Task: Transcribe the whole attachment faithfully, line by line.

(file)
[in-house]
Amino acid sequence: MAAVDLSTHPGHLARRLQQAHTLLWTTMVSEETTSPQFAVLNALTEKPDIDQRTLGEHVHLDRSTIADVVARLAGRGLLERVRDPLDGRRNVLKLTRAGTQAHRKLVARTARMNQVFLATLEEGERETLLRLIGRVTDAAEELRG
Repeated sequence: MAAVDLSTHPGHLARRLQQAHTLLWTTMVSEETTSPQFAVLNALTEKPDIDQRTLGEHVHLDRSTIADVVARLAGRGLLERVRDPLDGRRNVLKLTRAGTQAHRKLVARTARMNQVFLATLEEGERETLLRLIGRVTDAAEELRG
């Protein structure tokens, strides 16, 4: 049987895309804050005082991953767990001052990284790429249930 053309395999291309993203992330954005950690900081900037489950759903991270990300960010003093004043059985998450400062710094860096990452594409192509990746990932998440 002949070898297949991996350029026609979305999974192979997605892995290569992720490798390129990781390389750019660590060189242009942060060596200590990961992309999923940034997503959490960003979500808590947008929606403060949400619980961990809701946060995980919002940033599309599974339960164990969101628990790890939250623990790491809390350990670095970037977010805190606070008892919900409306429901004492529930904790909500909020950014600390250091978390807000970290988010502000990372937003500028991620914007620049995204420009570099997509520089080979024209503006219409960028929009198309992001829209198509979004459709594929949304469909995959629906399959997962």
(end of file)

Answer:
[in-house]
Amino acid sequence: MAAVDLSTHPGHLARRLQQAHTLLWTTMVSEETTSPQFAVLNALTEKPDIDQRTLGEHVHLDRSTIADVVARLAGRGLLERVRDPLDGRRNVLKLTRAGTQAHRKLVARTARMNQVFLATLEEGERETLLRLIGRVTDAAEELRG
Repeated sequence: MAAVDLSTHPGHLARRLQQAHTLLWTTMVSEETTSPQFAVLNALTEKPDIDQRTLGEHVHLDRSTIADVVARLAGRGLLERVRDPLDGRRNVLKLTRAGTQAHRKLVARTARMNQVFLATLEEGERETLLRLIGRVTDAAEELRG
């Protein structure tokens, strides 16, 4: 049987895309804050005082991953767990001052990284790429249930 053309395999291309993203992330954005950690900081900037489950759903991270990300960010003093004043059985998450400062710094860096990452594409192509990746990932998440 002949070898297949991996350029026609979305999974192979997605892995290569992720490798390129990781390389750019660590060189242009942060060596200590990961992309999923940034997503959490960003979500808590947008929606403060949400619980961990809701946060995980919002940033599309599974339960164990969101628990790890939250623990790491809390350990670095970037977010805190606070008892919900409306429901004492529930904790909500909020950014600390250091978390807000970290988010502000990372937003500028991620914007620049995204420009570099997509520089080979024209503006219409960028929009198309992001829209198509979004459709594929949304469909995959629906399959997962």